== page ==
Ubongo Box

Review: Word Slam

Length 15-45 minutes

Release Date Summer 2017
Designers: Inka and Markus Brand
Publisher: KOSMOS
Category: Party Game, Word Game
Player Count: 4+ (4-8 ideal)
Price: $29.95
Codenames, a huge award-winner in 2015—and honestly one of the best board games I’ve ever played—showed us that the word-based party game genre still has a lot of life left in it. Word Slam is very much in the same genre, although it might bear a closer resemblance in style to 2014’s Concept. Designers Markus and Inka Brand have shown they have a variety of game design skills, having won awards for both children’s games, advanced strategy games, and even destructible escape-rooms-in-boxes. Are word games also in their repertoire? Let’s find out!


Content Guide

There’s no art in the game—just a bunch of very basic words used to convey other words. There are no dirty or inappropriate words used. It’s an excellent game for teaching communication and language, but beyond that, there’s nothing to praise or complain about either way.


Word Slam is simple enough that I can quickly explain it, and so I shall. Two teams are trying to guess the same secret word. The two team captains (who know the secret word) simultaneously grab cards with basic words and put them on their respective card racks, trying to describe the word to their teammates. While each team can only see their cards, they can hear the other team’s guesses and play off of those. Whoever guesses the word gets a point, and you play until X amount of points have been awarded, X amount of cards have been drawn, or until you get bored, rotating through team captains for each card. 
Although the success of Codenames means other word games draw immediate comparison, Word Slam plays very differently. Every player is involved the entire time, and it’s a real-time race full of frantic guessing and card-moving. It also leads to considerably more laughter due to the constraints on the team captains, forcing them to use simple phrases like “WHITE WATER FOR CHILD” (milk) or “METAL BUILDING NAME” (Eiffel Tower). It’s actually a closer cousin to Concept, which had a huge mat of symbols that a player would place cubes on to convey a word. However, the symbols were too abstract and players usually translated them to a word using the provided key anyway, so Word Slam removes that pointless step and creates a more excitingly competitive game.    
I have to say that I’m surprised at how well the competitive aspect of Word Slam works. It sounds like you’re just playing simultaneously and ignoring the other team, which at least means you’re playing faster than watching each other take turns like in Taboo or, well, Codenames. However, the simple fact that you can listen to the other team is huge. We had many rounds where a card was “stolen” because the other team’s guesses gave important clues. For example, “EAT WHITE SMALL” was enough to get “rice” because the other time shouted “Japan”. So it leads to an interesting metagame. Do you guess everything that comes to mind? Or do you stay quiet until you feel confident, so you don’t give clues away to the other team? Likewise, as the team captain, do you pay attention to what the other team is saying, and then give clues complementary to what they’re saying, instead of identical?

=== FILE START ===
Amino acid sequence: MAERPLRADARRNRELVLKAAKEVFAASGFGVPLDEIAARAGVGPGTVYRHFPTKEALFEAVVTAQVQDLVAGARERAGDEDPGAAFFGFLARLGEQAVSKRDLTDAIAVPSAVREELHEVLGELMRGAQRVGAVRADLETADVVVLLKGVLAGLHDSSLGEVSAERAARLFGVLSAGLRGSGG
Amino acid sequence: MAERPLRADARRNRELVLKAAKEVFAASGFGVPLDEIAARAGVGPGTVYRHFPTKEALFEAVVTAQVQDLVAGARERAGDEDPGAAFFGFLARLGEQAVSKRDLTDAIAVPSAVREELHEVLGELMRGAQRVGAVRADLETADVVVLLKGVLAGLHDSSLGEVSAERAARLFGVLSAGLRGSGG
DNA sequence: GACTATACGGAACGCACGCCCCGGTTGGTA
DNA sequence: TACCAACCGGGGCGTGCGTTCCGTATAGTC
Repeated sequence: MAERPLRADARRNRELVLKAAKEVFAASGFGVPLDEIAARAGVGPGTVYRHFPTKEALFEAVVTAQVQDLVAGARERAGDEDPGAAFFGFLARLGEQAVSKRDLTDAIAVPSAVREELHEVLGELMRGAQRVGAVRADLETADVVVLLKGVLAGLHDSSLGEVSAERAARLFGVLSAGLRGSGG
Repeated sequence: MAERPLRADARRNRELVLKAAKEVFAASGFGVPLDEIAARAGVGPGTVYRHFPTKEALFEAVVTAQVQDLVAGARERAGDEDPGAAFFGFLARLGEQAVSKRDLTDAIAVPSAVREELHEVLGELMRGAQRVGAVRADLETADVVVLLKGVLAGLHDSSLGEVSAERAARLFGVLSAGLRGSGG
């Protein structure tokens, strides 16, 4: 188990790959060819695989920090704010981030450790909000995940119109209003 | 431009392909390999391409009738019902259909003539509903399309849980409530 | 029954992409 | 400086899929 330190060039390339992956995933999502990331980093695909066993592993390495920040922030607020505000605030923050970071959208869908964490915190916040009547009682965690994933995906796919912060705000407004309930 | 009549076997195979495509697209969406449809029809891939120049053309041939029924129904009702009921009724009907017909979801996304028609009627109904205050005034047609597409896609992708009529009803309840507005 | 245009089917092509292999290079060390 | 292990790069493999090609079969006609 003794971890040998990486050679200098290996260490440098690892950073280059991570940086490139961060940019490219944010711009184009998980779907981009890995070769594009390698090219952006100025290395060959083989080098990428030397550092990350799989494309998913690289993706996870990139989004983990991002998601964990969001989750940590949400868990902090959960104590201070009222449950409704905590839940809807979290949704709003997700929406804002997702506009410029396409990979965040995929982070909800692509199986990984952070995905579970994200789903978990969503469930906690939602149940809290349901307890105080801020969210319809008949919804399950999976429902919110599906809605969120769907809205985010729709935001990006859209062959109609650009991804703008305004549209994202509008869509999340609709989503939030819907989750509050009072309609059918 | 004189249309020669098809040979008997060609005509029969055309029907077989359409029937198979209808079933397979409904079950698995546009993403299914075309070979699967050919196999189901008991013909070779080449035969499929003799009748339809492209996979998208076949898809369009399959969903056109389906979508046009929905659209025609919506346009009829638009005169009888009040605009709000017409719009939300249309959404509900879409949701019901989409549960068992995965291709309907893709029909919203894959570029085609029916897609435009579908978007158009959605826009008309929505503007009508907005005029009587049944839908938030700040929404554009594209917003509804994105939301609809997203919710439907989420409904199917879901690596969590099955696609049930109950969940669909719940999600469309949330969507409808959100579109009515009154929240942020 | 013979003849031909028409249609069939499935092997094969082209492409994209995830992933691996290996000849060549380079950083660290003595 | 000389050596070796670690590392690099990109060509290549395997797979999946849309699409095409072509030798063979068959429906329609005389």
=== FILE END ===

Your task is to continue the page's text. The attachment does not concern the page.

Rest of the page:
There is definitely some skill to Word Slam, and I can further attest to that by the fact that our team was absolutely crushed in our first two back-to-back games. However, the game is so funny that we weren’t too put out by our ridiculous losses. One aspect of the skill is physically being able to maneuver the cards, which is really annoying. The team captain can only communicate by putting the cards on the rack, although he can take them off, rearrange them, and so on. But there are over 100 cards for each captain, in four stacks. Fumbling through the stacks is very difficult. We eventually took to just spreading all the cards out so they could be all seen at a glance, but this is somewhat information overload, and our table wasn’t really large enough. In a hurry, it turns into a huge messy pile, which probably would have been the inevitable result if we had stuck with stacks, too. I wish there was a better system for sorting and placing the cards, although it’s still far better than the cubes-on-hieroglyphics in Concept. While discussing components, I should also mention that the box is way too big, and portability is always a huge boon for party games. I don’t find it particularly overpriced ($29.95 MSRP), however.
Despite the physical clumsiness of Word Slam, the game is immensely fun. One player likened it to the book, Thing Explainer: Complicated Stuff in Simple Words by XKCD’s Randall Munroe, in which he tries to explain advanced concepts using only the 1000 most commonly used words in the English language. It’s an extremely satisfying challenge when you pull it off, and somehow, we always did. The rules include a timer that players can agree to start when they’ve decided neither team will get it, and every time we set it going, someone dug deep and figured it out! It’s a real testament to a party game when it can generate grit, laughs, and language skills! This is an excellent party game, and it even managed to convert a few “hardcore” gamers who are generally not party game people.
Thank you to Thames and Kosmos for providing a review copy of Word Slam.

The Bottom Line

Word Slam is a great take on the more social "guess the word" games out there, and it's honestly the game Concept should have been. It could be less physically clunky, but it's still a really fun time.